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Our holdings include hundreds of glass and film negatives/transparencies that we've scanned ourselves; in addition, many other photos on this site were extracted from reference images (high-resolution tiffs) in the Library of Congress research archive. (To query the database click here.) They are adjusted, restored and reworked by your webmaster in accordance with his aesthetic sensibilities before being downsized and turned into the jpegs you see here. All of these images (including "derivative works") are protected by copyright laws of the United States and other jurisdictions and may not be sold, reproduced or otherwise used for commercial purposes without permission.

© 2019 SHORPY INC.

[REV 25-NOV-2014]

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Good and Plaid: 1960

Good and Plaid: 1960

Columbus, Georgia, circa 1960. "Cotillion." Which seems to be two boys short and two girls tall. 4x5 acetate negative from the News Photo Archive. View full size.

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Same memory....

I was looking at the picture thinking of my Cotillion days. Apparently at the same place rgraham was, now the Laguanitas Country Club. Were you the guy in the plaid sport coat ?

The kid smiling at the camera

Is about to get his foot stepped on.

I actually liked these classes. It was amazing to me to see all the girls I went to school with during the day, all dressed up and smelling nice with their little white gloves. Our dance classes were held in a building way nicer than this however. An old craftsman style building with a dark, almost black woody interior. The Lagaunitus Country Club is what it is today.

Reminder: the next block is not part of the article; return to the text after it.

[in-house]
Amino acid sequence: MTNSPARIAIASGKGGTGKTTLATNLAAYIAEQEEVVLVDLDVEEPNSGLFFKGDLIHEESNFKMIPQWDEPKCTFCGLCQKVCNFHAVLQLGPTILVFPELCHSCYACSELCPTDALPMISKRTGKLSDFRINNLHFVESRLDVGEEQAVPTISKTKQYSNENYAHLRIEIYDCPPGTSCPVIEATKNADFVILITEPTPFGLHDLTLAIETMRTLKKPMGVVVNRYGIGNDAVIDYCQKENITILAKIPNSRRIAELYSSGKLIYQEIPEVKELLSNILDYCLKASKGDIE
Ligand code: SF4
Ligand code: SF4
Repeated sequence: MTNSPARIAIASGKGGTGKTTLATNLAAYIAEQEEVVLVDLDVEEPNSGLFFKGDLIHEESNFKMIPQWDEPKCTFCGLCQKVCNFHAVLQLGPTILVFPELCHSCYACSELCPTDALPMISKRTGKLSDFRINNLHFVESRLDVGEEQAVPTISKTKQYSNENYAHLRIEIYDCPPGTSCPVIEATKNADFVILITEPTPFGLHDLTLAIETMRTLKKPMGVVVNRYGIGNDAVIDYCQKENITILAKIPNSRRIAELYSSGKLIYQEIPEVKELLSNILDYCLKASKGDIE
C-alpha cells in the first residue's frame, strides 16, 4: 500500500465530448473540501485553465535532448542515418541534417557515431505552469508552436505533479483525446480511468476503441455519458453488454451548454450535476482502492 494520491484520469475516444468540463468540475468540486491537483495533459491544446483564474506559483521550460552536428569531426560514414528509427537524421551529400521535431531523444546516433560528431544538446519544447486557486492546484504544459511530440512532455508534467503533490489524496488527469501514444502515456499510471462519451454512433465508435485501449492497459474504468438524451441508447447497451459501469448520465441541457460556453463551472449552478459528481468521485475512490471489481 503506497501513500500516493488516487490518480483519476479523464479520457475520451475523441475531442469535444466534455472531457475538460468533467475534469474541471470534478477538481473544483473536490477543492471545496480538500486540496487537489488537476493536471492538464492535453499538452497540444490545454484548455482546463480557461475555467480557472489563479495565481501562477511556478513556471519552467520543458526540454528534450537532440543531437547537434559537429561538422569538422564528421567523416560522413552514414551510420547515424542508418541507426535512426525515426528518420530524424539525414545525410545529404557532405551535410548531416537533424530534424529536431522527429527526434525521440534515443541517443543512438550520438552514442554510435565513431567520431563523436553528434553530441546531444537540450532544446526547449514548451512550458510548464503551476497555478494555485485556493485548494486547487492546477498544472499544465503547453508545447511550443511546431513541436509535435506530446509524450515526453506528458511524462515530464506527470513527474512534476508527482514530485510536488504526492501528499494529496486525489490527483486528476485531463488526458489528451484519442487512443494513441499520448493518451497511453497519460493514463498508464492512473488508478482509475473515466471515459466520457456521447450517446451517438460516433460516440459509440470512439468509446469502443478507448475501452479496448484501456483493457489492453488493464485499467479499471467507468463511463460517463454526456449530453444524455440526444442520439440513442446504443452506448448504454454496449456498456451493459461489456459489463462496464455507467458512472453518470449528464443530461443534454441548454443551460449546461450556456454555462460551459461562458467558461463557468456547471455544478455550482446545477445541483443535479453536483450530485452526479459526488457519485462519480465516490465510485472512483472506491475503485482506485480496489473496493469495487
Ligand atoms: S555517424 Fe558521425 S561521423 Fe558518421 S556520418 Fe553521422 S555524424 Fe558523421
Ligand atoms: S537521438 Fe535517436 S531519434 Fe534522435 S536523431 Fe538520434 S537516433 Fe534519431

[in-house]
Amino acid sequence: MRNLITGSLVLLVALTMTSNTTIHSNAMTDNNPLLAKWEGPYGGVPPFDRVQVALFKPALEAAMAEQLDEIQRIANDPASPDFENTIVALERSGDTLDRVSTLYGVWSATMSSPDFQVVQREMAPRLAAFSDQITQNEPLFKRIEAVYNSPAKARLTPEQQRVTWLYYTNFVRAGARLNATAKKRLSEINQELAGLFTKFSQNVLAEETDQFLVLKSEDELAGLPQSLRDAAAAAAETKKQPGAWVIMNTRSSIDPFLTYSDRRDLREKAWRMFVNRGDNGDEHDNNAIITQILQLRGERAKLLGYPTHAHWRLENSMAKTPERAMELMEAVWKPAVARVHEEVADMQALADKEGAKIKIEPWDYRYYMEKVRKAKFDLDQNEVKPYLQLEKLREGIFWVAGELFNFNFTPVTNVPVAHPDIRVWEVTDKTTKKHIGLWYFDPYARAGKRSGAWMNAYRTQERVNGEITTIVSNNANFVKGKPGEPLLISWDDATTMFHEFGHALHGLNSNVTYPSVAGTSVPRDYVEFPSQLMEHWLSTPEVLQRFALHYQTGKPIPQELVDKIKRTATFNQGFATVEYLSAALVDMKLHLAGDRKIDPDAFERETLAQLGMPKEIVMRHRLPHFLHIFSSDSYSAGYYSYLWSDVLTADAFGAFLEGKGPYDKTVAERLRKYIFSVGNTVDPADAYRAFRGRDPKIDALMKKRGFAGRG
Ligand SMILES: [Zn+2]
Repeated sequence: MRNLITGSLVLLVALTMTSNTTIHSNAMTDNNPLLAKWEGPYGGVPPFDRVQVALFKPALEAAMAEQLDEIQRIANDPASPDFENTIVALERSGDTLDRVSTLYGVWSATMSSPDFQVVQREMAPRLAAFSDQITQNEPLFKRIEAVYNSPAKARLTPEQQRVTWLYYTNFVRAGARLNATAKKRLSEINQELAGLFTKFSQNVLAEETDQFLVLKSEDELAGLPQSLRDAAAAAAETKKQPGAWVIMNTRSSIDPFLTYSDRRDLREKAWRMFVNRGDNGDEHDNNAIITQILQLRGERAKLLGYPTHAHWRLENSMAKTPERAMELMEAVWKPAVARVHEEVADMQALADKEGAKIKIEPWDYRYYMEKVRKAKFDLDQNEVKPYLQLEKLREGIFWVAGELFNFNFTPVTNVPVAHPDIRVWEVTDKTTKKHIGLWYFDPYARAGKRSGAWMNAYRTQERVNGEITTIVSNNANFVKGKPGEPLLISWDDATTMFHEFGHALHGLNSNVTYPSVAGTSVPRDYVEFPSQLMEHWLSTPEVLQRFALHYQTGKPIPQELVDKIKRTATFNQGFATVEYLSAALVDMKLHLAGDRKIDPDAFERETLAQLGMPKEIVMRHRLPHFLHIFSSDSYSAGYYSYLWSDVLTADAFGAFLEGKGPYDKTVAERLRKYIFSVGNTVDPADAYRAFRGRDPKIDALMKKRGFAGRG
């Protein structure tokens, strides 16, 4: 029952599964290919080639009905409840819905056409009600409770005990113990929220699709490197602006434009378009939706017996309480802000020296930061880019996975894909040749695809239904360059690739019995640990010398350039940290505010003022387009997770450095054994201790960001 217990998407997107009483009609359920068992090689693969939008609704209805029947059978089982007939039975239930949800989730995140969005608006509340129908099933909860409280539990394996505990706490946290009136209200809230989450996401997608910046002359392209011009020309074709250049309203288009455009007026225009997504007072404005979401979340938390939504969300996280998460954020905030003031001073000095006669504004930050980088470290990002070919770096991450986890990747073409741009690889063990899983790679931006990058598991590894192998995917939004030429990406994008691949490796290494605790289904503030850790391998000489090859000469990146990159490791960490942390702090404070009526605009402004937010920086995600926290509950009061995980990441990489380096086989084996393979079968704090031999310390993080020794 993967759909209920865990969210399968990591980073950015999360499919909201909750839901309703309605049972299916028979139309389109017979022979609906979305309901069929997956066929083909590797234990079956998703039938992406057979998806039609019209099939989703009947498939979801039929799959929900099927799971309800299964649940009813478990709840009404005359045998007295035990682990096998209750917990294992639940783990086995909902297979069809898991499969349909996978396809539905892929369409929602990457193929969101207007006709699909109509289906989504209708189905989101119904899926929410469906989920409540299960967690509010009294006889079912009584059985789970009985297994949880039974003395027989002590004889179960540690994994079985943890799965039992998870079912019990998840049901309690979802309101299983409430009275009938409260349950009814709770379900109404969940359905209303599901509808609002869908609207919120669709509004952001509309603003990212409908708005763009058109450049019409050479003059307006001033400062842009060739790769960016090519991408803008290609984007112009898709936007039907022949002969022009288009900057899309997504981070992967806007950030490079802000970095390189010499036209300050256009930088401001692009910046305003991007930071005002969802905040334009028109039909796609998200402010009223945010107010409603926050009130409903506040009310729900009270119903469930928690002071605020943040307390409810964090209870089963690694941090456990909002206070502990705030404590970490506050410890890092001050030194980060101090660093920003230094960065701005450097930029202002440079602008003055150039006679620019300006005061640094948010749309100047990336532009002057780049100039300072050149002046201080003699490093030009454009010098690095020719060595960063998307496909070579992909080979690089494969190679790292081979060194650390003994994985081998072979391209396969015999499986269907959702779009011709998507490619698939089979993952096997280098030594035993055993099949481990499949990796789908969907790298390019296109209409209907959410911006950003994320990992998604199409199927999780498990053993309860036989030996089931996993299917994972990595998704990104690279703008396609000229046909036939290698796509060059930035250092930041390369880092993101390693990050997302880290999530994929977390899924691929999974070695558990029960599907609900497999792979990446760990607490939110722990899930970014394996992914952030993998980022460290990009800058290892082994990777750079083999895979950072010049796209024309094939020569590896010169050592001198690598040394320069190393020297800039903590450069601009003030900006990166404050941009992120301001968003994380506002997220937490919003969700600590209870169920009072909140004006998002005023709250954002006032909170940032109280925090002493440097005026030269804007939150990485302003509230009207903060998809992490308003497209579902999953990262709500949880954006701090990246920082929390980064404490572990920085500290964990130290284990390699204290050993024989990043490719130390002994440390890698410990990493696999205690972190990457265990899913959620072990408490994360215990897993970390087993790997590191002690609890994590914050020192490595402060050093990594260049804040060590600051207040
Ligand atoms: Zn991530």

The Preceding Comments

Of this picture leave me nothing more to say. An enjoyable read.


Acoustical tile ceiling, and the Linoleum is simply stunning! Nice sprinkler head and AC register too! The two poles are breathtaking!

Not too close

As the nuns would admonish rambunctious teens who wanted to get close up and personal as they danced.."Leave room for the Holy Ghost"

Playing dance class hooky

The missing boys just might be Theodore "Beaver" Cleaver and Larry Mondelo.

And then

When I was in Elementary school someone decided we should learn to dance a minuet.

Added Insult to Injury

Neckties for the boys, stockings for the girls!

Thrilled to be there

Notice none of the couples are making eye contact or talking to one another. Worst way in the world to learn to dance is with (a) someone who doesn't know any more than you do and (b) is not familiar to you, and it shows here.

Too inhibited

In those days and earlier (mine were in the fifties), young students like this were often told they were doing it wrong or they had to have their partners in a particular position and make sure their feet were placed in a particular pattern and the instructors, like the confident older woman with the elbow length white gloves in this picture, would tell us what we were doing wrong. Rather than be embarrassed by our obvious ignorance, we decided we would rather just not dance and thus became "two left footers". Today's free-spirited kids just get out there and let 'er rip, and nobody tells them they are wrong. Hence, my 5 and 7 year old grand kids are avid dancers and have some very smooth moves they just copy from watching TV dancing and from the way the music inspires them to move. They develop their own personal style and dance steps so none are wrong.They love dancing while I hate it. So much for "right" and "wrong".


I wish I could be there to dance with the lone girl on the right. Would probably be way too shy to ask though.

The Too Young

Ballroom dancing lessons are always given to kids too young to see the point.

A dreaded night of the week in a kid's life.

Lessons Learned

This brings back a lot of bad memories from 1956. On summer vacation in Connecticut in a rented beach house. My mom signed my older brother and me up for dance lessons. I hated them.

Then had to go thru the same ritual a few years later in seventh grade. Again, I hated them.

So much so that I won't get out on a dance floor.

SHORPY OLD PHOTO ARCHIVE | History in HD is a vintage photo archive featuring thousands of high-definition images from the 1850s to 1960s. (Available as fine-art prints from the Shorpy Archive.) The site is named after Shorpy Higginbotham, a teenage coal miner who lived 100 years ago.

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